Here are the top 5 steps to take to ensure the success of your personal brand:
1) Assess your position
Before you can begin to define your online brand and position yourself, it’s important to understand what works. For example, say that you would like to start a business by selling designed goods in online marketplaces. A reasonable move would be to look at successful sellers on sites from Fab to Etsy and identify how they do it: Look at the voice they use, the social media channels they operate on, even the colors and fonts they employ. Do the same with sellers that don’t resonate with you and the contrast between the two will more clearly reveal how you would like your message to be received and the methods to achieve it.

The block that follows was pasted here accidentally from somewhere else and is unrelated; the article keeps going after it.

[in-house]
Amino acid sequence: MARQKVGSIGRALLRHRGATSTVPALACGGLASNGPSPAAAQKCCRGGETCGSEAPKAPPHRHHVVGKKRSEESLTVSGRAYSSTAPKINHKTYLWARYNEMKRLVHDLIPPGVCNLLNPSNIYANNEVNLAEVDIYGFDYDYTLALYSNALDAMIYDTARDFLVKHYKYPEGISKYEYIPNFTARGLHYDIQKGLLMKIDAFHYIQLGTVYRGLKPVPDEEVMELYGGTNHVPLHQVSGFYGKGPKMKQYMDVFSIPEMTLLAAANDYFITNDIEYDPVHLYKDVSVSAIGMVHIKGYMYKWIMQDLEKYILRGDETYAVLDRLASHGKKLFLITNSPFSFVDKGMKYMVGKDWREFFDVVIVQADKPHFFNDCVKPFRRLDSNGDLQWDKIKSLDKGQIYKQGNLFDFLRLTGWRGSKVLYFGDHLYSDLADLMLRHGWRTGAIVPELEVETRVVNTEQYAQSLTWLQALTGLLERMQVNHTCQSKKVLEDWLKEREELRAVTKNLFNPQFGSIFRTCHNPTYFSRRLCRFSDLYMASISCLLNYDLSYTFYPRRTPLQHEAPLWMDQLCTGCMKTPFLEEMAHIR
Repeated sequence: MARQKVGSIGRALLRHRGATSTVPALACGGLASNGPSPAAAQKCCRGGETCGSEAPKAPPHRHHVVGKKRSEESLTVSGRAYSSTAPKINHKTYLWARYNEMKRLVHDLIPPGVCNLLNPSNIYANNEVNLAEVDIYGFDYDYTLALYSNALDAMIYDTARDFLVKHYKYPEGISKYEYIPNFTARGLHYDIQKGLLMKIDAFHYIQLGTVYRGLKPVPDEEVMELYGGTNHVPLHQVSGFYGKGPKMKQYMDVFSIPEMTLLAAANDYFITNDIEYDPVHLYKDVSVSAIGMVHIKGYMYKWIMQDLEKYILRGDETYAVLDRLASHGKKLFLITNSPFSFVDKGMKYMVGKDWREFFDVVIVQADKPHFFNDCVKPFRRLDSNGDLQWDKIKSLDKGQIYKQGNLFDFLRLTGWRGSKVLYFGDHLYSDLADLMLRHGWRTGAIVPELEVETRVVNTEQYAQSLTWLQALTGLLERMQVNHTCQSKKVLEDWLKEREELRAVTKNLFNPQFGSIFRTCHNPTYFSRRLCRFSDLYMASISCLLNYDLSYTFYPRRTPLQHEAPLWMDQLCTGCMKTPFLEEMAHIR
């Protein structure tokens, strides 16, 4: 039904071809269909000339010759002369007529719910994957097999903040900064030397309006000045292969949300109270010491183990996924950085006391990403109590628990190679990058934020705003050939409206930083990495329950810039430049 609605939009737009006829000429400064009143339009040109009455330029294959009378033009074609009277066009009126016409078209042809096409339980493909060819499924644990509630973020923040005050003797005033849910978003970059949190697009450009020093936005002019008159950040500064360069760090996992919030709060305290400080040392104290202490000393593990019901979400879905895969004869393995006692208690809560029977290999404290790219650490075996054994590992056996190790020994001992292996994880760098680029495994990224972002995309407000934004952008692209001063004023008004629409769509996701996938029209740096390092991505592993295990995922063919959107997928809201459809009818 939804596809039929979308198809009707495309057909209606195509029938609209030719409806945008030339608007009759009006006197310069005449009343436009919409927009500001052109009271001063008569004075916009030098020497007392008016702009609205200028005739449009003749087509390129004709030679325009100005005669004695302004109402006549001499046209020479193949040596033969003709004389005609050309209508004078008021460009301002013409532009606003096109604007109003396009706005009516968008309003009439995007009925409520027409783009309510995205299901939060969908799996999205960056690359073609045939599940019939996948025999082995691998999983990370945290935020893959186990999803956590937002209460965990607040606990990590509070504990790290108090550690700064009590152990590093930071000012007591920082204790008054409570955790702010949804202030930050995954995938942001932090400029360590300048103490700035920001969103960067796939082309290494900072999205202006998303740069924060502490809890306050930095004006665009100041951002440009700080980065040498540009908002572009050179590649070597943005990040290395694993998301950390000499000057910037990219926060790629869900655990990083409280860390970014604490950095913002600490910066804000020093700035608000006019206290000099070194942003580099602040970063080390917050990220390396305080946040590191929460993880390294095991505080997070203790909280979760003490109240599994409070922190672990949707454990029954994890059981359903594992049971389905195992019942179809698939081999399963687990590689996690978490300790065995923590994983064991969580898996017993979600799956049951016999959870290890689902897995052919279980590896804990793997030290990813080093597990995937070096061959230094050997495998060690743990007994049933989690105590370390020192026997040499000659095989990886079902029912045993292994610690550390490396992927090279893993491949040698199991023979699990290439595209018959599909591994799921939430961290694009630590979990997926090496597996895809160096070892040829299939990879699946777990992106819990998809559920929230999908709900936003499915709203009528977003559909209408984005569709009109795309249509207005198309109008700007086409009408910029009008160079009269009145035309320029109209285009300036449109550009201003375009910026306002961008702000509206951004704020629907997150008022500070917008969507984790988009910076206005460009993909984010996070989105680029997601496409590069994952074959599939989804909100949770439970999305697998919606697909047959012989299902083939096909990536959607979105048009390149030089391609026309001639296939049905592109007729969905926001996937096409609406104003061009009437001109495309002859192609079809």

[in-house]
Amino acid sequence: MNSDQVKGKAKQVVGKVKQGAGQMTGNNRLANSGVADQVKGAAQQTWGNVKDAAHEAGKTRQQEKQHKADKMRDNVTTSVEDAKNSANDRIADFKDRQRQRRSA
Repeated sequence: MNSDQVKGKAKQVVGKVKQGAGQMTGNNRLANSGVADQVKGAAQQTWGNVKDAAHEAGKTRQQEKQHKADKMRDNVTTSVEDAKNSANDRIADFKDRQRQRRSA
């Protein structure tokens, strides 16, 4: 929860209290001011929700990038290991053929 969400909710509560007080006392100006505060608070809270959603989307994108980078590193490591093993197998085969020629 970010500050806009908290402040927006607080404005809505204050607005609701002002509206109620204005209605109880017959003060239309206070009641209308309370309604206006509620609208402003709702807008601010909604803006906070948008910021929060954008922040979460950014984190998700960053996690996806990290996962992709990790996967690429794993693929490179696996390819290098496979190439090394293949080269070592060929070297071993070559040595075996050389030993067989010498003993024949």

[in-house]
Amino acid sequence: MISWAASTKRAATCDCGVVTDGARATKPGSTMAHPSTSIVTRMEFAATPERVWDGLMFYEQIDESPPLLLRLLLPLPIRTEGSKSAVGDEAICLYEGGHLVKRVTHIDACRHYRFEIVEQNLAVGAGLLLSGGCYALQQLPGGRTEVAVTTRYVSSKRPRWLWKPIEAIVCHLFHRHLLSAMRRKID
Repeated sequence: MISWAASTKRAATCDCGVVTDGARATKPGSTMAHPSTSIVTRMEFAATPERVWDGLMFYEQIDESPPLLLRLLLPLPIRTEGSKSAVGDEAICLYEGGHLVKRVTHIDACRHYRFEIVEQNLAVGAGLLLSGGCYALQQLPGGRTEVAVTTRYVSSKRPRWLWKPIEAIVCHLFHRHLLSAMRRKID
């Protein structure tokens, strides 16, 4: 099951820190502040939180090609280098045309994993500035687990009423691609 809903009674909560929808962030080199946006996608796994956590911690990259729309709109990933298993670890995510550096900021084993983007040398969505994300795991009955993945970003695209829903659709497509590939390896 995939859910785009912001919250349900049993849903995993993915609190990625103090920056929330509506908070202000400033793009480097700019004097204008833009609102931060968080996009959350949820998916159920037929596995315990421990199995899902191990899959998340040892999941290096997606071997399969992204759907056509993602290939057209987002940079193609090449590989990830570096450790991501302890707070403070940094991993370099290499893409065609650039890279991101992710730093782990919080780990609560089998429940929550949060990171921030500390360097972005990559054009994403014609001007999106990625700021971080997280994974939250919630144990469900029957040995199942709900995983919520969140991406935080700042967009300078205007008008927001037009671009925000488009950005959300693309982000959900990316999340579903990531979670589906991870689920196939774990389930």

2) Create the foundation
Just as the services or goods you provide are unique and valuable, so too must be your personal brand. The most important process in personal branding is defining what makes you unique and why should anyone pay attention to what you have to say? More importantly, try to understand what it is about you that would be of value to both your target audience and your peers. If you can define who they are and what they are looking for, you can then begin to structure a truly authentic brand message. It’s not easy having a clear vision of yourself, so it might help to ask your friends, family and your fellow entrepreneurs how they perceive you and what are your strengths. Authenticity is central to personal brand success.
3) Extend your reach